"Who Are User Entrepreneurs?" is the first study to quantify the prevalence and characteristics of user entrepreneurs – those who have created innovative products or services for their own use, then subsequently founded firms to commercialize them – and identify how the firms they start compare to other U.S. startups in terms of revenue growth, job creation, R&D investment and intellectual property.
Three particularly interesting patterns emerge:
- First, user entrepreneurship appears to be particularly common among innovative startups, and a high fraction of professional- and end-user entrepreneurs receive venture capital financing. Almost 6 percent of professional-user entrepreneurs across all industries reported receiving venture capital in their first six years of operations.
- Second, professional-user entrepreneurs seem to possess greater amounts of and richer human capital relative to other types of entrepreneurs. Their firms also seem to prosper with respect to revenue generation and were more common in the high-tech industries.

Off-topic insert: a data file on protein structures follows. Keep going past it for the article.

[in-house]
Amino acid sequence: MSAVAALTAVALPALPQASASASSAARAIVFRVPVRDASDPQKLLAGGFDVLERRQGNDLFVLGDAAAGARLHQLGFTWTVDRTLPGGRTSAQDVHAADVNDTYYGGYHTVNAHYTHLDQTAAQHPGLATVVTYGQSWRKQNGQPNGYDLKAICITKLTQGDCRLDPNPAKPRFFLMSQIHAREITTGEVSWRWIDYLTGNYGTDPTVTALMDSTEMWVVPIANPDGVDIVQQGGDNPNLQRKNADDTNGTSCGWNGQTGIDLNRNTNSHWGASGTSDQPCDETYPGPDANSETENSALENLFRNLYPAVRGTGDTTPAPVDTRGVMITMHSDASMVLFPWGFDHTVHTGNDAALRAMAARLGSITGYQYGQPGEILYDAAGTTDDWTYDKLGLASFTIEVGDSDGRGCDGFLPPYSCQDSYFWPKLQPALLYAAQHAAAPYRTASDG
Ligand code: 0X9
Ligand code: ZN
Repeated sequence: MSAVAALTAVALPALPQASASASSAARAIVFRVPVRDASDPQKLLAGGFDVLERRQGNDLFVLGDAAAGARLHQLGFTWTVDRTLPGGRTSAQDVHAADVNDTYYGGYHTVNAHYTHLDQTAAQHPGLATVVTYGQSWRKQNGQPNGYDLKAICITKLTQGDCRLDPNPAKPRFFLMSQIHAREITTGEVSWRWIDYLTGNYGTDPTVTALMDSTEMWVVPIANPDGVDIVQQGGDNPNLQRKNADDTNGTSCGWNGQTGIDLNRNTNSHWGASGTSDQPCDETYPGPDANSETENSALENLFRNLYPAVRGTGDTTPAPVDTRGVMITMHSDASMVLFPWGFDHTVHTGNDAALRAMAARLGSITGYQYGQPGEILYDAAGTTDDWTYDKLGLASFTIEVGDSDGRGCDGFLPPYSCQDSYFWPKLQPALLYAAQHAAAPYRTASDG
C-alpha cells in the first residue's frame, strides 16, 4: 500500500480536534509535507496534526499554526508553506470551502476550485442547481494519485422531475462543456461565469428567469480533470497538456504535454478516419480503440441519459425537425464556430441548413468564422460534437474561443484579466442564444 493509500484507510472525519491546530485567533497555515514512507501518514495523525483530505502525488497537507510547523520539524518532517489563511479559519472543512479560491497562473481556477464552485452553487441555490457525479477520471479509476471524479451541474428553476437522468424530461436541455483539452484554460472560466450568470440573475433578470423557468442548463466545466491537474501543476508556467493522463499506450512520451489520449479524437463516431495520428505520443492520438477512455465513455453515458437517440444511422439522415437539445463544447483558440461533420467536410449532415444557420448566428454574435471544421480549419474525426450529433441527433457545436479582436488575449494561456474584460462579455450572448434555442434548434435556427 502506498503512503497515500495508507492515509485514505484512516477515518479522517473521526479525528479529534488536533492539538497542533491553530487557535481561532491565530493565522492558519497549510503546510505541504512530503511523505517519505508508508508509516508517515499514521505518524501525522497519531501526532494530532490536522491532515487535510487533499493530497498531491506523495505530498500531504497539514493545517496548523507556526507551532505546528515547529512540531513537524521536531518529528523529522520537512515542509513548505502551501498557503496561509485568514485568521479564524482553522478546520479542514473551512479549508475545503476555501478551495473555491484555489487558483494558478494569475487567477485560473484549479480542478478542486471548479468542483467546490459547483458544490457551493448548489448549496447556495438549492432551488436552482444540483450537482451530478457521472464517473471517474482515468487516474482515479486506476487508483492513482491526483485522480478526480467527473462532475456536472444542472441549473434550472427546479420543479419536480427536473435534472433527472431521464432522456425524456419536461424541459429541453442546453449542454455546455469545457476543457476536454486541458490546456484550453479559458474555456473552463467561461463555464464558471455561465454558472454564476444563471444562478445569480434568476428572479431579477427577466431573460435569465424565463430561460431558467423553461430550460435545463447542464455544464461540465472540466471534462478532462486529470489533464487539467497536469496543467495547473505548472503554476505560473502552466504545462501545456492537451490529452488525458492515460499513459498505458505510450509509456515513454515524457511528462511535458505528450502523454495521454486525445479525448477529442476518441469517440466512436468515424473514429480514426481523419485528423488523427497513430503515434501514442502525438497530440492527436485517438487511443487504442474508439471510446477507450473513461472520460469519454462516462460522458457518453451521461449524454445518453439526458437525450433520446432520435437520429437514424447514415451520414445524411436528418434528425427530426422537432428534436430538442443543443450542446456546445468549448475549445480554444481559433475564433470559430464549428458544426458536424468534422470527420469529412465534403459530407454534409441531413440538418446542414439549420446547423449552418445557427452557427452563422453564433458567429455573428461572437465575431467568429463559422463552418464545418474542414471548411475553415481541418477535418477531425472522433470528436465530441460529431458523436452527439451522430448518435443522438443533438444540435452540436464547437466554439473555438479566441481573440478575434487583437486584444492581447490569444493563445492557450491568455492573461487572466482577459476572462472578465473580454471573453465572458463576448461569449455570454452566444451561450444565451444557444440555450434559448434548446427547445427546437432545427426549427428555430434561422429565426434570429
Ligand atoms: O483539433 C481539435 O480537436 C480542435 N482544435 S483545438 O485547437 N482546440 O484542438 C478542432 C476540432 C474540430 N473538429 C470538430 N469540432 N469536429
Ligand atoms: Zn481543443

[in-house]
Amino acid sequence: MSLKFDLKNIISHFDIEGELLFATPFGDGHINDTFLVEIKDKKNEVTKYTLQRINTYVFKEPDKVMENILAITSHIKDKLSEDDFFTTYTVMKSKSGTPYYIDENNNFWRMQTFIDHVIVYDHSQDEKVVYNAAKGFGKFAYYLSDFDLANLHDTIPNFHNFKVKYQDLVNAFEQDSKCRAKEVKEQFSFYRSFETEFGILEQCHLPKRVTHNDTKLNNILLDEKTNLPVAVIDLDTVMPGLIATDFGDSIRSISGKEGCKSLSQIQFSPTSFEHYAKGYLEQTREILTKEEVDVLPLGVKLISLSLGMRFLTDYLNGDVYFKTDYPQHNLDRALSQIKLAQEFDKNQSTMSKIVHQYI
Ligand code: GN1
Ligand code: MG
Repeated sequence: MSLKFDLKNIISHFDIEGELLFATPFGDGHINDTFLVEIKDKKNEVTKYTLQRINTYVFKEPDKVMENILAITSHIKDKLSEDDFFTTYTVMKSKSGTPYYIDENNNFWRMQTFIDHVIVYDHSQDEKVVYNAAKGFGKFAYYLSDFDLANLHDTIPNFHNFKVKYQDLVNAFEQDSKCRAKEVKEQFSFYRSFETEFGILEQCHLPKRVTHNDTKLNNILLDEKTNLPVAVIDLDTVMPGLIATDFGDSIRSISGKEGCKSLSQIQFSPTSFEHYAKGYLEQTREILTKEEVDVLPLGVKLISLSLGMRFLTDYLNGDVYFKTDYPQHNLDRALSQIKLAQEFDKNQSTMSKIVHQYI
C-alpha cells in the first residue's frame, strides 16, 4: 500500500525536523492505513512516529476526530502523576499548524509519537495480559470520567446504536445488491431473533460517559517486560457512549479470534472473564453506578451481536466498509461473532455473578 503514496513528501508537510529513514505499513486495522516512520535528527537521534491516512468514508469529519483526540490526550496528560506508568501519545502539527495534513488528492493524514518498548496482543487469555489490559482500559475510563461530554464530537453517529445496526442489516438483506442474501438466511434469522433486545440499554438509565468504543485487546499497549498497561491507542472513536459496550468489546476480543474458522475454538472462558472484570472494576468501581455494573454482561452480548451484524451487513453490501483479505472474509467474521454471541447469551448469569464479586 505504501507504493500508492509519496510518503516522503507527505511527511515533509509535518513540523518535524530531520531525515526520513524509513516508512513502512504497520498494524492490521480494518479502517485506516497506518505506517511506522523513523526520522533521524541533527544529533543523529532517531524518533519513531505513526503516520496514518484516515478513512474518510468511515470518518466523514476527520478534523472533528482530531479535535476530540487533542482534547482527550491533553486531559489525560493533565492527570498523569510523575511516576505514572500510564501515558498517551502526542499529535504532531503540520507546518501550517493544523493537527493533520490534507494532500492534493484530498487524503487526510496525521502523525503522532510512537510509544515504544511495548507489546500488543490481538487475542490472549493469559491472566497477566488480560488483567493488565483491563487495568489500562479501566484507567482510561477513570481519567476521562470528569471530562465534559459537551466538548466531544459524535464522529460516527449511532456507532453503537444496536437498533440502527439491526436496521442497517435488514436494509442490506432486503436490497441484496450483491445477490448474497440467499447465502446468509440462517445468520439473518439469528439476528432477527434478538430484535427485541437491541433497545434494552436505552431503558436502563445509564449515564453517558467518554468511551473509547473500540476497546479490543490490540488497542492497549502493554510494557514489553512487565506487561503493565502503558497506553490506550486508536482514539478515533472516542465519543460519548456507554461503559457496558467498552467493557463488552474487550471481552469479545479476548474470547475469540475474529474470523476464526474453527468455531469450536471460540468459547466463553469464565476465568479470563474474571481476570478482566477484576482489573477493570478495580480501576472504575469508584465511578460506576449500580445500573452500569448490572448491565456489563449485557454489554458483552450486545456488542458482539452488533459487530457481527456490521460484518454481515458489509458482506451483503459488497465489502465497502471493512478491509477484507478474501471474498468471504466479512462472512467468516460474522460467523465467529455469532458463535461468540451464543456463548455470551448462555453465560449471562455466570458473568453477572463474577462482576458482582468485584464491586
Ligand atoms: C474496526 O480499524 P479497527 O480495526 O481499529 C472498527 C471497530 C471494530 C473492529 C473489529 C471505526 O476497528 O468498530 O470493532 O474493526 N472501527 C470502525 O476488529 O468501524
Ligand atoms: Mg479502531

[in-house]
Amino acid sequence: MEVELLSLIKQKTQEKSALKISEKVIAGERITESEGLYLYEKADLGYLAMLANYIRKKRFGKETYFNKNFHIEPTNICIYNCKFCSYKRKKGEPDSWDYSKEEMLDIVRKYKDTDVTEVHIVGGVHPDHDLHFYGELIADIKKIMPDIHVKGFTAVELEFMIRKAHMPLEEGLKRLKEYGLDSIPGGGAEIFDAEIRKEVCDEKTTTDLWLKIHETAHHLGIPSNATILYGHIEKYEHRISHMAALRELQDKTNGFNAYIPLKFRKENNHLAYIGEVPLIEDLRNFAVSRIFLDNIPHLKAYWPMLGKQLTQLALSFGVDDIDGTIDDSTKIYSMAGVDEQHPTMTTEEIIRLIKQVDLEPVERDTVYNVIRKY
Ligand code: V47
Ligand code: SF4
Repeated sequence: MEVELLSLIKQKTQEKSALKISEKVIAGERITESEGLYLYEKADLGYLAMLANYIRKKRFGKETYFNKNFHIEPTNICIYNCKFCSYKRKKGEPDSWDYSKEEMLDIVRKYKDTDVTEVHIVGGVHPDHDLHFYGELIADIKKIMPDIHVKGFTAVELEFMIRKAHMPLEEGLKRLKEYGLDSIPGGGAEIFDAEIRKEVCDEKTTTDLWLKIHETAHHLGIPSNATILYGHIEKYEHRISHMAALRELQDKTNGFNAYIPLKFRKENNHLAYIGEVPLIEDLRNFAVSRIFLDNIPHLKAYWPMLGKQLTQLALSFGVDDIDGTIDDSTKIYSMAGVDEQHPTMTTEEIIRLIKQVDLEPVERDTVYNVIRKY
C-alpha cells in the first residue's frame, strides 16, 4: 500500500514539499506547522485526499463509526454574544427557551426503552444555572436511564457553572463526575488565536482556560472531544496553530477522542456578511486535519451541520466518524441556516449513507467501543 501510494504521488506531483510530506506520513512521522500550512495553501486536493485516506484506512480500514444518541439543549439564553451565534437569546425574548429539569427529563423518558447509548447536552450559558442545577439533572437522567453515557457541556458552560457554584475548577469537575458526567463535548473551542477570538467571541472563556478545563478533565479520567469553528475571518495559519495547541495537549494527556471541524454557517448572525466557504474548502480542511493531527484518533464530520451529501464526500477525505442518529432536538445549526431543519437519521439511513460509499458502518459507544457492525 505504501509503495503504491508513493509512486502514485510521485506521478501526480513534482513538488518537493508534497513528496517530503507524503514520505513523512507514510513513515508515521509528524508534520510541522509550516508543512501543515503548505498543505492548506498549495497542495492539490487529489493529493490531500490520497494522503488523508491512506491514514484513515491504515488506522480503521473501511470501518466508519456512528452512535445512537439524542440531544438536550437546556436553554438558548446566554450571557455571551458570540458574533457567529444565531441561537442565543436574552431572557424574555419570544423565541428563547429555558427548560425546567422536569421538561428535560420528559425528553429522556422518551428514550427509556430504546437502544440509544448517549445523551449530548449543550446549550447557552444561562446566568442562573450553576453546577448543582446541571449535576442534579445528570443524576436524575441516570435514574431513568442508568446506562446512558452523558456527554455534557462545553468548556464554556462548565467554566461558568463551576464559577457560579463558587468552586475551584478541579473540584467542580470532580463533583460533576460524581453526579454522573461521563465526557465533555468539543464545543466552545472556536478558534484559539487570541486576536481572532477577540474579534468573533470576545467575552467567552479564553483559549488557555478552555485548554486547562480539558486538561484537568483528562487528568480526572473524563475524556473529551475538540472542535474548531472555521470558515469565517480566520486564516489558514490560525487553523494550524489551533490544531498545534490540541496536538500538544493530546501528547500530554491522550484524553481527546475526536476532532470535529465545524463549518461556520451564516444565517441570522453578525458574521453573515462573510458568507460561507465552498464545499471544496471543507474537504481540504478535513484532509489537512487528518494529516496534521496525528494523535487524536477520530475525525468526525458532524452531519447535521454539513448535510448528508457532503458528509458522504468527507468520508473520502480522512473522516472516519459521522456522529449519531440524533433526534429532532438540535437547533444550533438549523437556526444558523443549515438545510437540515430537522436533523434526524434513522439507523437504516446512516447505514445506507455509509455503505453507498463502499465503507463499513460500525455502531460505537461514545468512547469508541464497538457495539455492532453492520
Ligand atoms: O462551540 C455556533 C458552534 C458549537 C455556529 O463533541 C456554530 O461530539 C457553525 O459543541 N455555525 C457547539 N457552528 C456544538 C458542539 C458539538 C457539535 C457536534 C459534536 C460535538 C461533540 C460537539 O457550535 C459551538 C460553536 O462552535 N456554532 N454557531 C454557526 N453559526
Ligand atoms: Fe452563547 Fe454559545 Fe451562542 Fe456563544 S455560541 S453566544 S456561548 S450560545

- Third, end-user entrepreneurship may be a particularly attractive path for women and some minority groups. Although end-user entrepreneurs do not appear to possess greater human capital compared to other types of entrepreneurs and were different with respect to comparison groups, again a relatively high fraction of these firms reported receiving venture capital financing.
The authors compared three types of user entrepreneurs – end-user entrepreneurs (those who developed products or services for personal use); professional-user entrepreneurs (those who developed products or services for business use); and hybrid professional-/end-user entrepreneurs – with other "innovative" U.S. startups that had performed R&D during their first year of operations, and with U.S. startups in general. The findings draw on data from the Kauffman Firm Survey longitudinal study tracking nearly 5,000 firms founded in 2004.
Several previous industry-level studies suggested that user entrepreneurs were the first to introduce many key innovative products and services into the commercial marketplace in industries as diverse as medical devices, juvenile products and sporting goods. User entrepreneurs have founded many well-known and successful companies, including Yahoo!, Black Diamond and Medtronic. Firms founded by the three user entrepreneur types also differed from U.S. startups overall, and from one another, in terms of market sectors, revenue, financing methods and intellectual property ownership.